I'm wondering about the more intricate differences between functions and callable objects. For example, if you do:
return 2 + 4
return 2 + 4
sys.getsizeof(foo1) # returns 136
sys.getsizeof(foo2) # returns 1016
Functions are also callable objects:
>>> foo1.__call__ <method-wrapper '__call__' of function object at 0x105bafd90> >>> callable(foo1) True
But a class needs to keep track of more information; it doesn't matter here that you gave it a
__call__ method. Any class is bigger than a function:
>>> import sys >>> def foo1(): ... return 2 + 4 ... >>> class foo3: ... pass ... >>> sys.getsizeof(foo1) 136 >>> sys.getsizeof(foo3) 1056
A function object is a distinct object type:
>>> type(foo1) <class 'function'>
and is reasonably compact because the meat is not actually in the function object but in other objects referenced by the function object:
>>> sys.getsizeof(foo1.__code__) 144 >>> sys.getsizeof(foo1.__dict__) 240
And that's it really; different types of objects have different sizes because they track different things or use composition to store stuff in other objects.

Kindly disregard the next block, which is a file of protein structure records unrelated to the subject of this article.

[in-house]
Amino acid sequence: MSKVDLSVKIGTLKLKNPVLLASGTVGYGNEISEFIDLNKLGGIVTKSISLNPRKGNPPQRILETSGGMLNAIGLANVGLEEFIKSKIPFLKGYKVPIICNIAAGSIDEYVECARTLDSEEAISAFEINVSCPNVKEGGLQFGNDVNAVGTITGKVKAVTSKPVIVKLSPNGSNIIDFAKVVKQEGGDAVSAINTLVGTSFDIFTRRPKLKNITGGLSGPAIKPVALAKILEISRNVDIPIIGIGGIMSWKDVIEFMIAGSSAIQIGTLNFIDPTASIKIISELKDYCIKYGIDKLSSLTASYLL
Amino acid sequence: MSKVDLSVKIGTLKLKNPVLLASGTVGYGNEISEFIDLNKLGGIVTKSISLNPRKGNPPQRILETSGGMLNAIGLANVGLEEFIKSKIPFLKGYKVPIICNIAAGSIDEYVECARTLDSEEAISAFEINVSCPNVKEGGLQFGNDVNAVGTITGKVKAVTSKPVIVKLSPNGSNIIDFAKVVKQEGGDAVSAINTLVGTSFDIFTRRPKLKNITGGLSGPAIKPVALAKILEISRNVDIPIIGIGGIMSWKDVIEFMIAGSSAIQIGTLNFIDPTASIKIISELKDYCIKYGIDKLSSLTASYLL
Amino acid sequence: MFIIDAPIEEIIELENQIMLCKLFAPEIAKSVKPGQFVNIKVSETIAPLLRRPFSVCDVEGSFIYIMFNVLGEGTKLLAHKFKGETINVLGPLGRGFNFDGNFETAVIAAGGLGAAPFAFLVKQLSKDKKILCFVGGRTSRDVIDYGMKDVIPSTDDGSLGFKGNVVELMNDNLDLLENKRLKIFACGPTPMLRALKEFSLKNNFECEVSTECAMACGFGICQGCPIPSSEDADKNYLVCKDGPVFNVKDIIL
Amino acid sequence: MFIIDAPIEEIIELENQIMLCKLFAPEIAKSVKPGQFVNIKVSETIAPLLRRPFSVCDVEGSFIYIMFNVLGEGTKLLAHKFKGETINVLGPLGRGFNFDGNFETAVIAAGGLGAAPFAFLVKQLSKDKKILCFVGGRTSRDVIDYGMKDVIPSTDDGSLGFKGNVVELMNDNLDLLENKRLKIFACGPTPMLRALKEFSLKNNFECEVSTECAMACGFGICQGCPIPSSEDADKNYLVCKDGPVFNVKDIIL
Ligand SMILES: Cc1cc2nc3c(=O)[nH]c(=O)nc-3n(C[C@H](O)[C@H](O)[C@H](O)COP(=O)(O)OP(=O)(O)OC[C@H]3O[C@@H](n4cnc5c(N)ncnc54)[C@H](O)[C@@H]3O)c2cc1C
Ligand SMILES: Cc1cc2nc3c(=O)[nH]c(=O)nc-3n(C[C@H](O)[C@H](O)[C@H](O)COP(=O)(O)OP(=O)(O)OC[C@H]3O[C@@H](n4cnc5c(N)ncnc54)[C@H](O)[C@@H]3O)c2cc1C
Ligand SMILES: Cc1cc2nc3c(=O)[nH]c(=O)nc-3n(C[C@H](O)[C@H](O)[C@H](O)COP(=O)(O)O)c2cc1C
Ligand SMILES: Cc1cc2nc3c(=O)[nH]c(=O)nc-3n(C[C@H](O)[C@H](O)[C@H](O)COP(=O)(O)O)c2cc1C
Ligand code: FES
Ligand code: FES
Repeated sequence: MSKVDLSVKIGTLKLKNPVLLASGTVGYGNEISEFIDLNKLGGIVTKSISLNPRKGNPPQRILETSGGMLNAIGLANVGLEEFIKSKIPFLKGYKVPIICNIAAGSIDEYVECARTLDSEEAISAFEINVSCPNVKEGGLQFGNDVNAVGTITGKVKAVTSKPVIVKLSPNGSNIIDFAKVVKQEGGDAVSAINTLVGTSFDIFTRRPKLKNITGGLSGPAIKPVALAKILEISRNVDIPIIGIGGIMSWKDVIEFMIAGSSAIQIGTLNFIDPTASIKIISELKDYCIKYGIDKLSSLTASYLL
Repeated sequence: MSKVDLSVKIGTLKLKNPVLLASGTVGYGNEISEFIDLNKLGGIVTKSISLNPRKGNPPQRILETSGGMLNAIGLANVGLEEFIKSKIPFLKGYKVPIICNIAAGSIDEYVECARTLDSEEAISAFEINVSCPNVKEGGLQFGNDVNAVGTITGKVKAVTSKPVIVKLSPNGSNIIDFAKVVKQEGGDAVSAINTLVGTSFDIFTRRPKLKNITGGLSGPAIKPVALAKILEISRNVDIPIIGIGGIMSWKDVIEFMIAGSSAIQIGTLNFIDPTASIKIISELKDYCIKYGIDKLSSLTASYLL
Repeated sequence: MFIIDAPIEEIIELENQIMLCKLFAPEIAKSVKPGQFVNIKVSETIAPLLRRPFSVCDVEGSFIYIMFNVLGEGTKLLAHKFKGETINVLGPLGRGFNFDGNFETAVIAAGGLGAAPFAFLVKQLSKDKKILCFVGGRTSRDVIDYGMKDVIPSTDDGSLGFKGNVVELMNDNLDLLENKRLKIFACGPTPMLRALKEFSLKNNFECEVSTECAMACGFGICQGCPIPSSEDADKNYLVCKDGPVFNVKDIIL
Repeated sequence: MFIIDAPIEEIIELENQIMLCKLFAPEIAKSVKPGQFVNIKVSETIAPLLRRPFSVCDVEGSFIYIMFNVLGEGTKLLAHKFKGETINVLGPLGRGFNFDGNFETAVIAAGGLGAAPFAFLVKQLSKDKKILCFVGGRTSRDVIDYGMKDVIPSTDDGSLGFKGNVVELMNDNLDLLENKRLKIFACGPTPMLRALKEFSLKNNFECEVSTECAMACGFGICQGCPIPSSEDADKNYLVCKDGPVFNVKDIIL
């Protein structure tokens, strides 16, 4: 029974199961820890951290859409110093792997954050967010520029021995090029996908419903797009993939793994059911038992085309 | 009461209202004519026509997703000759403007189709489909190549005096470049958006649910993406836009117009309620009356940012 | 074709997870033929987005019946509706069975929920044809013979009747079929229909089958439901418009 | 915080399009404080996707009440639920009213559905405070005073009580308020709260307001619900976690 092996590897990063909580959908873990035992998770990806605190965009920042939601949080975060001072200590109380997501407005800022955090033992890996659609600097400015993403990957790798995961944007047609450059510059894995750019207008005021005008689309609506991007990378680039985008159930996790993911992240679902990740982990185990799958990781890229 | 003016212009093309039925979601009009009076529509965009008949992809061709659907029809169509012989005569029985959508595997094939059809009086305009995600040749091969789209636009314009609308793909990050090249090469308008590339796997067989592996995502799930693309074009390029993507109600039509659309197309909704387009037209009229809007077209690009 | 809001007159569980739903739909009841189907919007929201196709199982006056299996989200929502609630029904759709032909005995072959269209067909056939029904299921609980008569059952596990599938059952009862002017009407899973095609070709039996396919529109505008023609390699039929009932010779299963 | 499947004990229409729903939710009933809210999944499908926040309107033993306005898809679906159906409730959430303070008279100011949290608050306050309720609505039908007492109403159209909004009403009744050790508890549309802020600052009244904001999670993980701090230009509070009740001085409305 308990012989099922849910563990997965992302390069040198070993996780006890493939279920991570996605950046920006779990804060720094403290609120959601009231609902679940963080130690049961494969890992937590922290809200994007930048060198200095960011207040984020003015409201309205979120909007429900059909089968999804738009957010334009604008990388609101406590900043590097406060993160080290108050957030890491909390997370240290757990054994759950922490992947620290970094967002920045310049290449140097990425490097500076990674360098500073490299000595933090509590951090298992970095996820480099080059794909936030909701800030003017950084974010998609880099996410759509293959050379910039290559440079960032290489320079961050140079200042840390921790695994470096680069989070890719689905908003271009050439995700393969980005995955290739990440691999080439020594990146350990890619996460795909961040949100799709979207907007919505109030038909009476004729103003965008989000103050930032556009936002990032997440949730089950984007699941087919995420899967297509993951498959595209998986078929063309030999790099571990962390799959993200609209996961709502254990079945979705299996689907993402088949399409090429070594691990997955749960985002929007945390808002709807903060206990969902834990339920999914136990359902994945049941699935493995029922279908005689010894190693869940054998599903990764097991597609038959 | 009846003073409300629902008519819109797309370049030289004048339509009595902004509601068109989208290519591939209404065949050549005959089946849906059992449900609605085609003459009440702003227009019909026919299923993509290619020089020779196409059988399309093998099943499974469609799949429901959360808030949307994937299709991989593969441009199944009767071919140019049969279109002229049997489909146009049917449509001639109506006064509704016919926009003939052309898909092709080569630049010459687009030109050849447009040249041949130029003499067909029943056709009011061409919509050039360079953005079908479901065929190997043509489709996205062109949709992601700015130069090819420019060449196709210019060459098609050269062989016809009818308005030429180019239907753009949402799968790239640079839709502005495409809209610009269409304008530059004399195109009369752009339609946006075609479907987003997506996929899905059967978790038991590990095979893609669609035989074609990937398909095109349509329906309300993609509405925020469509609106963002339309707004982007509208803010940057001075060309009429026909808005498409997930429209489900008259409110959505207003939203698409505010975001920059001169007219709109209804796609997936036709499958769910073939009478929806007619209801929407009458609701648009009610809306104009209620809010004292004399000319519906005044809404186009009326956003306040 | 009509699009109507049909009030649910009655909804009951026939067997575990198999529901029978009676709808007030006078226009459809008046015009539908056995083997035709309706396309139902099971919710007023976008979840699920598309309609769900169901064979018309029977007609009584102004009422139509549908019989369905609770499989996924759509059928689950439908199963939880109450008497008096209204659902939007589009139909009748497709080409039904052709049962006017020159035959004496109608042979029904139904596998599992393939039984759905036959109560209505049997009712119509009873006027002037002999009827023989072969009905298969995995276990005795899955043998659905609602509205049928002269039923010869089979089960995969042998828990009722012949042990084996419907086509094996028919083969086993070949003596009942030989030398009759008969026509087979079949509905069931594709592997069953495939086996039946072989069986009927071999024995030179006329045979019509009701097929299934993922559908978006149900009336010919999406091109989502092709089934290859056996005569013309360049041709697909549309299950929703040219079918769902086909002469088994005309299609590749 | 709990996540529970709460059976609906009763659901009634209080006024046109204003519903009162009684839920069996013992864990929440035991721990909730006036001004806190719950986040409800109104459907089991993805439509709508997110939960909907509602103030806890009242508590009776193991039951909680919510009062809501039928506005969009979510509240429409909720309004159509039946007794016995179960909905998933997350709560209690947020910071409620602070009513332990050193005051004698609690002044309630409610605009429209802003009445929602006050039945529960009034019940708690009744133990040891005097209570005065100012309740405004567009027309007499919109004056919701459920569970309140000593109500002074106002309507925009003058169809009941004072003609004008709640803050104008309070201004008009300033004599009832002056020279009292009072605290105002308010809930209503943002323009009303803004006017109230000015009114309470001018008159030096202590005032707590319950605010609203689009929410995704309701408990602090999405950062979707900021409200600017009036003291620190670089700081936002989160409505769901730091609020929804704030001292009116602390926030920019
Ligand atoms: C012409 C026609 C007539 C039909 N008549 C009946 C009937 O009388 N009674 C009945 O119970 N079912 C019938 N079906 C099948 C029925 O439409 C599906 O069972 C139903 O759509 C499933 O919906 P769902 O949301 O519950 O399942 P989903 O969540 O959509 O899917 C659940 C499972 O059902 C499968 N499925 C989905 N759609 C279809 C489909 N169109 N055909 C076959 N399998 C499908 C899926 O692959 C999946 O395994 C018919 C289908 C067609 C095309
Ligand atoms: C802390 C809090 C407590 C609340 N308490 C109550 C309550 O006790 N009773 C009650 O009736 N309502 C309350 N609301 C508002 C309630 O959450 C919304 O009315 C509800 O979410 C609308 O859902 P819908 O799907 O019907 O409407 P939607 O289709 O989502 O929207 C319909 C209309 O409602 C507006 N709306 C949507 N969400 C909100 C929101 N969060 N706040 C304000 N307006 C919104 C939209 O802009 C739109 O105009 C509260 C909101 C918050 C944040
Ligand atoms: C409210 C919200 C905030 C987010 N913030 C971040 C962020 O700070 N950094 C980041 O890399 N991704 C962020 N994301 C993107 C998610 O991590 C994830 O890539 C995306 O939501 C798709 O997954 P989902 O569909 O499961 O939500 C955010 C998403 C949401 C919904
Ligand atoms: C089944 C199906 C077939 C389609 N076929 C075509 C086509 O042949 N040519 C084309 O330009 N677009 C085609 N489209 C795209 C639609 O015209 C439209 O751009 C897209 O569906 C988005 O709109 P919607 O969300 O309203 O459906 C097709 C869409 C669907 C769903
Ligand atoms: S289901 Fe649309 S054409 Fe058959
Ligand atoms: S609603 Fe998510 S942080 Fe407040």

You can use the
type(foo1) return value (or
types.FunctionType, which is the same object) to produce new function objects if you so desire:
>>> import types >>> types.FunctionType(foo1.__code__, globals(), 'somename') <function foo1 at 0x105fbc510>
which is basically what the interpreter does whenever a
def function(..): ... statement is being executed.
__call__ to make custom classes callable when that makes sense to your API. The
enum.Enum() class is callable, for example, specifically because using the call syntax gives you a syntax distinct from subscription, which was used for other purposes.